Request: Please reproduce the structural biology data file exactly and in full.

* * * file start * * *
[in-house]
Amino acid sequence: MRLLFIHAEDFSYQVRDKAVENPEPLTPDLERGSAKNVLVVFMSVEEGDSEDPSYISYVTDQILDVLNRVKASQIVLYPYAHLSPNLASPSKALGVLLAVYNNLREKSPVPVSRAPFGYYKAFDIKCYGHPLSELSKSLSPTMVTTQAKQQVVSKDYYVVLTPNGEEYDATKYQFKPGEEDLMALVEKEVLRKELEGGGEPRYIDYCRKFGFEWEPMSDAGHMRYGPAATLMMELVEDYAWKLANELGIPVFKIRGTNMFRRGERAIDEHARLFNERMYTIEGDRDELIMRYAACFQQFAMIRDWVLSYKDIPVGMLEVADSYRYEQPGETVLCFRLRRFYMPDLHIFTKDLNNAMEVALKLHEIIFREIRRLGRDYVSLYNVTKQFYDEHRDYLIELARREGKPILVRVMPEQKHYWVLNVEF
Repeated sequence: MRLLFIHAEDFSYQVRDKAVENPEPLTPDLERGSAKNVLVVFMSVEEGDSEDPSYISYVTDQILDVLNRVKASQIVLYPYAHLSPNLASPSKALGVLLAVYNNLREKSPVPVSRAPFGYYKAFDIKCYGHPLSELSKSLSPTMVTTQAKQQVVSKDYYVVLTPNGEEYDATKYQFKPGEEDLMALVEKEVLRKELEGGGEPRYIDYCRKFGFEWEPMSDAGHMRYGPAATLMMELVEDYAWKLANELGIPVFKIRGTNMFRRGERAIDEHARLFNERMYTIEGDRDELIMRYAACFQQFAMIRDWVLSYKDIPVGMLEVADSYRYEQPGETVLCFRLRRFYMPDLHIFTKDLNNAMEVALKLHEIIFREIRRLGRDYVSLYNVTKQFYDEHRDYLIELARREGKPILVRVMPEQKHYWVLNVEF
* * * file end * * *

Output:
[in-house]
Amino acid sequence: MRLLFIHAEDFSYQVRDKAVENPEPLTPDLERGSAKNVLVVFMSVEEGDSEDPSYISYVTDQILDVLNRVKASQIVLYPYAHLSPNLASPSKALGVLLAVYNNLREKSPVPVSRAPFGYYKAFDIKCYGHPLSELSKSLSPTMVTTQAKQQVVSKDYYVVLTPNGEEYDATKYQFKPGEEDLMALVEKEVLRKELEGGGEPRYIDYCRKFGFEWEPMSDAGHMRYGPAATLMMELVEDYAWKLANELGIPVFKIRGTNMFRRGERAIDEHARLFNERMYTIEGDRDELIMRYAACFQQFAMIRDWVLSYKDIPVGMLEVADSYRYEQPGETVLCFRLRRFYMPDLHIFTKDLNNAMEVALKLHEIIFREIRRLGRDYVSLYNVTKQFYDEHRDYLIELARREGKPILVRVMPEQKHYWVLNVEF
Repeated sequence: MRLLFIHAEDFSYQVRDKAVENPEPLTPDLERGSAKNVLVVFMSVEEGDSEDPSYISYVTDQILDVLNRVKASQIVLYPYAHLSPNLASPSKALGVLLAVYNNLREKSPVPVSRAPFGYYKAFDIKCYGHPLSELSKSLSPTMVTTQAKQQVVSKDYYVVLTPNGEEYDATKYQFKPGEEDLMALVEKEVLRKELEGGGEPRYIDYCRKFGFEWEPMSDAGHMRYGPAATLMMELVEDYAWKLANELGIPVFKIRGTNMFRRGERAIDEHARLFNERMYTIEGDRDELIMRYAACFQQFAMIRDWVLSYKDIPVGMLEVADSYRYEQPGETVLCFRLRRFYMPDLHIFTKDLNNAMEVALKLHEIIFREIRRLGRDYVSLYNVTKQFYDEHRDYLIELARREGKPILVRVMPEQKHYWVLNVEF